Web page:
Clifford House was designed for use as a residential men’s club. However, the disastrous and prolonged fall in cattle prices saw the pastoralists involved with the original concept unable to finish the project. The partially completed building was subsequently leased to the Lands Department in 1860.
During this same period, James Taylor, a pioneer and early settler of the Downs, added to his already extensive land holdings at Cecil Plains through the purchase of 10,000 acres in an area then known as the swamp, later to house the city of Toowoomba. He established himself through buying cattle at slump prices and boiling them down for tallow. Seeing the opportunity of acquiring a town house of some magnificence, he purchased Clifford House and set about finalising its construction. Twelve months later, in 1869, James Taylor, his wife Sara and their nine children took up residence there. In its heyday, Clifford House boasted 30 rooms and carried a staff of six housemaids and three gardeners.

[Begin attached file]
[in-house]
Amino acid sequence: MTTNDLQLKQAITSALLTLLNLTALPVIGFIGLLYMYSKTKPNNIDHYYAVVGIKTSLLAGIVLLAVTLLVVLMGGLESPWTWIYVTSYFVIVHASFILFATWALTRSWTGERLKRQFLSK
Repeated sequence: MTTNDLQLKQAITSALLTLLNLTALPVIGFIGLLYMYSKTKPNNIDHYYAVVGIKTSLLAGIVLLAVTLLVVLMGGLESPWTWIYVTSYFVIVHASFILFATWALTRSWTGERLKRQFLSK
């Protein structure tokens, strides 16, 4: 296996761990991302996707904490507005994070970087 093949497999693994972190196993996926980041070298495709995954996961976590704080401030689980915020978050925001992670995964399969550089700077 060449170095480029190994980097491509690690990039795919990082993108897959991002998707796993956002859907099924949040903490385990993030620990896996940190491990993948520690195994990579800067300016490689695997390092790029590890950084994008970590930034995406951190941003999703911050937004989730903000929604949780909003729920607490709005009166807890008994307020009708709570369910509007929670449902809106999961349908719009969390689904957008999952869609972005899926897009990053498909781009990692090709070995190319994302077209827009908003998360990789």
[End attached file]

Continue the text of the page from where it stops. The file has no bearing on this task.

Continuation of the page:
Gip’s Restaurant is built in and around the old Billiard Room. We decided upon the name late one evening while walking around the site. A rather large rock was laid by James Taylor to commemorate the passing of the little Jack Russell dog he called Gip. The simple message engraved on the headstone (to be found on the grassy knoll to the west of the restaurant) is rather touching. Gip passed away on the 10th July 1894, James Taylor a little over one year later.
James Taylor was a man of vision and a great champion of promoting the interests of Tooowomba and the Darling Downs. His efforts in establishing our first hospital and generally improving the quality of life of our earliest settlers have been well documented. We felt that he would be rather pleased that his little mate ended up havng a restaurant named after him.